Gibson Girl Box Kite

2 Feb

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Been busy adding new exhibits to the museum this week, one item is this Gibson Girl kite.  During the Second World War, British bombers of the Royal Air Force were equipped with survival equipment to aid the recovery of the crew if they ended up in the sea.  One of the items was a hand cranked radio and in order to optimise the signal this kite was issued to get the aerial into the air.  It folded down into a pouch, was lightweight and bright yellow in colour.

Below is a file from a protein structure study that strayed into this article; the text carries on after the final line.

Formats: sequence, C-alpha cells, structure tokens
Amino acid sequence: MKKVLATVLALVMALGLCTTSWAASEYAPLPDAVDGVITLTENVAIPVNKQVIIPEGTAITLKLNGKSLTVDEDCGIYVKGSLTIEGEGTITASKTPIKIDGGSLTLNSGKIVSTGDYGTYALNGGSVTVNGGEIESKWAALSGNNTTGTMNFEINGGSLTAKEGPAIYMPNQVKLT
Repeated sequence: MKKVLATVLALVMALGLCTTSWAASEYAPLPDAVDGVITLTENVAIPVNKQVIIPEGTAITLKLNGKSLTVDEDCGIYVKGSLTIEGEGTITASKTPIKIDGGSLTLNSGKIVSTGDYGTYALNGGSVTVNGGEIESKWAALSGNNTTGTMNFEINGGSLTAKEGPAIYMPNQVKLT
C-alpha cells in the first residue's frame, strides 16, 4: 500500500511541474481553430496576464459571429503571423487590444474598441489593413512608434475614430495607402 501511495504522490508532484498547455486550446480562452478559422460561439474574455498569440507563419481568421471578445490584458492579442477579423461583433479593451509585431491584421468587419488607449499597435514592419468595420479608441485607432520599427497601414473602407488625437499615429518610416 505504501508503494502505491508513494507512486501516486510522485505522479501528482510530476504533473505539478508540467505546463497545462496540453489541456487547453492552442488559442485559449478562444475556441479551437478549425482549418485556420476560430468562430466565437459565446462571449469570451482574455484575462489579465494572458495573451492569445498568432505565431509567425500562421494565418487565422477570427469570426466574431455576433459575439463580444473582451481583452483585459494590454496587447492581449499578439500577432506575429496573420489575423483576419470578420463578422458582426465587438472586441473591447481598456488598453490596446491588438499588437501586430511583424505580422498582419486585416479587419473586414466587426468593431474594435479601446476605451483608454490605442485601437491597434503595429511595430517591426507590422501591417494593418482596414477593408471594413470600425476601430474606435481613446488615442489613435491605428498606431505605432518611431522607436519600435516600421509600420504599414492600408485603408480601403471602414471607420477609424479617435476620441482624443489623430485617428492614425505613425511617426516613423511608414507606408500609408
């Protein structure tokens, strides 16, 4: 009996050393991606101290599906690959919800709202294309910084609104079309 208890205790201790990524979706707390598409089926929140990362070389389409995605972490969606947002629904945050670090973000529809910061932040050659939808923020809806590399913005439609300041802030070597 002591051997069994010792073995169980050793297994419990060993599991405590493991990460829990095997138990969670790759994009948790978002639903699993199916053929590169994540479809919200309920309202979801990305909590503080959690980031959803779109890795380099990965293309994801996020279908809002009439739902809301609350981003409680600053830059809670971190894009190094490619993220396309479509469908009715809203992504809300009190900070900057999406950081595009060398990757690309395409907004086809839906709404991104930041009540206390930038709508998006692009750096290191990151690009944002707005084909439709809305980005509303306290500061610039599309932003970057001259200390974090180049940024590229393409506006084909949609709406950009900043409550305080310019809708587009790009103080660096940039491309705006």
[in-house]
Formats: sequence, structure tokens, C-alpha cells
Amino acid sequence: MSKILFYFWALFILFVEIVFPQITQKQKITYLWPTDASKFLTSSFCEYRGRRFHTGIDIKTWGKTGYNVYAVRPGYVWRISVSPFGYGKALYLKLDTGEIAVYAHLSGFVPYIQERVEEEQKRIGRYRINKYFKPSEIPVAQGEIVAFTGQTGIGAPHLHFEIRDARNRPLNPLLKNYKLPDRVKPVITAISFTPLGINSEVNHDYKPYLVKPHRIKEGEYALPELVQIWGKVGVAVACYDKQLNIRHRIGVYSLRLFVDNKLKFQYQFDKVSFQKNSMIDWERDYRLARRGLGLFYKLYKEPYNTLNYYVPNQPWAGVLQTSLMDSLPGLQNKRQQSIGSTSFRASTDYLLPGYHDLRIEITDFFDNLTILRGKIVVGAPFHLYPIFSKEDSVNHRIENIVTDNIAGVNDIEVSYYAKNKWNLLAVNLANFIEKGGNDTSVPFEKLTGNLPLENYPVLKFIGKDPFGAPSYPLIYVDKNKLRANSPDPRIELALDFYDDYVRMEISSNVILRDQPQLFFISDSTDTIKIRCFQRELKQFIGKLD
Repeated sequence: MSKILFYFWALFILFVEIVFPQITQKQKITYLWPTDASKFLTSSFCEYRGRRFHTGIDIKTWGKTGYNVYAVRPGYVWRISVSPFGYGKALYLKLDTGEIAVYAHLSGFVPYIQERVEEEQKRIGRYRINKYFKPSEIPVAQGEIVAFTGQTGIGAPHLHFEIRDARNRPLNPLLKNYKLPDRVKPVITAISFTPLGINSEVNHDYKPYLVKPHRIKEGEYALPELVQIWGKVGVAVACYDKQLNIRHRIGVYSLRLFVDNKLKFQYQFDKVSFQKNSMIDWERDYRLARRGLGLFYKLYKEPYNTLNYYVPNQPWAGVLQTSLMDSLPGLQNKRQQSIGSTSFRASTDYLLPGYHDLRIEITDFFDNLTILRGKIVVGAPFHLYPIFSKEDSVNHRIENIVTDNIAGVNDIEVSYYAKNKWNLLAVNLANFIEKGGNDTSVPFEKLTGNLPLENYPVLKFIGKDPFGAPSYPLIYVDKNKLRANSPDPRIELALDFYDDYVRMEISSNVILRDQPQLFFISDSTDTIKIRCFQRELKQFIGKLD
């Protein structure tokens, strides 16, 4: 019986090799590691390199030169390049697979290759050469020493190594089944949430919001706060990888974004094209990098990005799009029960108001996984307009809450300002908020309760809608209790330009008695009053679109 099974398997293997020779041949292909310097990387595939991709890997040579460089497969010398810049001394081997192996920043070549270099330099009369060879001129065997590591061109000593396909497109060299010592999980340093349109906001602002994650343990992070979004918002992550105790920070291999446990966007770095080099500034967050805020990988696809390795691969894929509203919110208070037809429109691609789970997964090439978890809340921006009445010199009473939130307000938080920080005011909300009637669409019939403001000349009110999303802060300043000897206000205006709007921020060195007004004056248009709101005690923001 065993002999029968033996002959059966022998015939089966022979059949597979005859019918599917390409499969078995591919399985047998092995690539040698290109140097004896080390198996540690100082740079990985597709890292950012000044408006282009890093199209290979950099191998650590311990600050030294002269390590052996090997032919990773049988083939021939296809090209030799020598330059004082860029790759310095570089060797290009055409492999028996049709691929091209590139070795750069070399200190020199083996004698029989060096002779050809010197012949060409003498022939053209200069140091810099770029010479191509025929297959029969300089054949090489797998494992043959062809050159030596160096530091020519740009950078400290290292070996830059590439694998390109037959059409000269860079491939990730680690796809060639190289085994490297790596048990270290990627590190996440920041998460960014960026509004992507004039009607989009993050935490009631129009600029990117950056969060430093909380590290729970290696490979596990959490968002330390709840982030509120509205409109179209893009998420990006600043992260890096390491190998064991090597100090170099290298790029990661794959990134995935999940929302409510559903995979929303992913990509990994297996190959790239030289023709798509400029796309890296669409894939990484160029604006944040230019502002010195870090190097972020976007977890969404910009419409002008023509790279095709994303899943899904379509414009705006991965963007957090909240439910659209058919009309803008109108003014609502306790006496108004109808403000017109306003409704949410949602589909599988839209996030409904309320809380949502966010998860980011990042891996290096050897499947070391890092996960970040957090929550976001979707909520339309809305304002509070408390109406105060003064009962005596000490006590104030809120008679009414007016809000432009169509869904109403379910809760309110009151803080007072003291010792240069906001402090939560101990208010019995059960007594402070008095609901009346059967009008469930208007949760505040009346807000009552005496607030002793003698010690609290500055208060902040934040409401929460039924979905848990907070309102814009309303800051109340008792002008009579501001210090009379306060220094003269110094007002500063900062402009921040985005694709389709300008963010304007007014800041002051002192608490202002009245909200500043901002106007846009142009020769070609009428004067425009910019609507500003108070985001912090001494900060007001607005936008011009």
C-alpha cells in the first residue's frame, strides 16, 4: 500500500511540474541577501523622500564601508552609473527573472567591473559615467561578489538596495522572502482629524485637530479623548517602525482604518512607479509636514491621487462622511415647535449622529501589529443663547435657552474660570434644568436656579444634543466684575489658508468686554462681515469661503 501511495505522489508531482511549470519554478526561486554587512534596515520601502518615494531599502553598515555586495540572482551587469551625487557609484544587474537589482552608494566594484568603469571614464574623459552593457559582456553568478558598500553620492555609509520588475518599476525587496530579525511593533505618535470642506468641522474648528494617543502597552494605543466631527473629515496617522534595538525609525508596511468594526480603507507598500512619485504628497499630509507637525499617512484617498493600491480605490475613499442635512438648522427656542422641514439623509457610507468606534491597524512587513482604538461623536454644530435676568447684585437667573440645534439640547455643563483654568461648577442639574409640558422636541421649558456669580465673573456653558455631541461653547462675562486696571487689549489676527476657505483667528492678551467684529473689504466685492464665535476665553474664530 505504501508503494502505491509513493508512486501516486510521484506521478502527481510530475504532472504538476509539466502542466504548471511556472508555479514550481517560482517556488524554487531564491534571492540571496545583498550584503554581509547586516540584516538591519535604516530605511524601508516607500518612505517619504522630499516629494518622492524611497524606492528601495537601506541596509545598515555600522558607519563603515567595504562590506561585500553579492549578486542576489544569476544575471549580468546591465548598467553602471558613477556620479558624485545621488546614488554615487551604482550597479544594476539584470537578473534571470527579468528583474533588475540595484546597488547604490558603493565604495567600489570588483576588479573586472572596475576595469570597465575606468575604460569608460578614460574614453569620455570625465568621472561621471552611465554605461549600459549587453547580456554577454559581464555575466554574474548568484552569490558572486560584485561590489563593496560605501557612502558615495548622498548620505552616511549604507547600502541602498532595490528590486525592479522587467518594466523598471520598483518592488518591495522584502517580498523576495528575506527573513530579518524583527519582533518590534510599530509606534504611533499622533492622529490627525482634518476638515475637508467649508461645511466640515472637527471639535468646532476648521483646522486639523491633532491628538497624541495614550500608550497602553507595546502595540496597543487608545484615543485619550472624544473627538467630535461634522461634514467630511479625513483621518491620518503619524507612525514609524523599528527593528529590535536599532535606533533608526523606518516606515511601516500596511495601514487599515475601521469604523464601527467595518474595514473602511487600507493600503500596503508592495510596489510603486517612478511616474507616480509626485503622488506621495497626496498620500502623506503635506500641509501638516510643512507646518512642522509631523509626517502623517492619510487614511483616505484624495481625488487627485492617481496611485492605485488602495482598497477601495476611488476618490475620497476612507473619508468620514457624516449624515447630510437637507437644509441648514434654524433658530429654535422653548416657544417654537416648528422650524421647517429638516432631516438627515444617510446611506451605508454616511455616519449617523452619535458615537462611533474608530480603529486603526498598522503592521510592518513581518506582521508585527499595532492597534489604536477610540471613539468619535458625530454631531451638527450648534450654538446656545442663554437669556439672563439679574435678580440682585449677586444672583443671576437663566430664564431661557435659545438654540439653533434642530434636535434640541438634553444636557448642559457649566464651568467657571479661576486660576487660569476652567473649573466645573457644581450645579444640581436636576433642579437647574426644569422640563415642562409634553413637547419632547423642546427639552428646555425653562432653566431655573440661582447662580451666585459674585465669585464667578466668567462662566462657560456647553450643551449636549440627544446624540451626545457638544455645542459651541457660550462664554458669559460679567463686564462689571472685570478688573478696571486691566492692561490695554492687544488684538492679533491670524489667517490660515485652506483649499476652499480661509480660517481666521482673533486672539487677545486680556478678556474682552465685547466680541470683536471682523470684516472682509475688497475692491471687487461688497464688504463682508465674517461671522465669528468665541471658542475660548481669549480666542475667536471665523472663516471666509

Amongst the air crew of Bomber Command it became known as the ‘Gibson Girl’ because of its shape.  American aircrew had been issued with these box kites earlier in the war and it was probably they who coined the phrase ‘Gibson Girl’.  Charles Gibson was an American illustrator in the early twentieth century and drew what he saw as the “ideal of an American beauty” –a lady with an hour glass figure.

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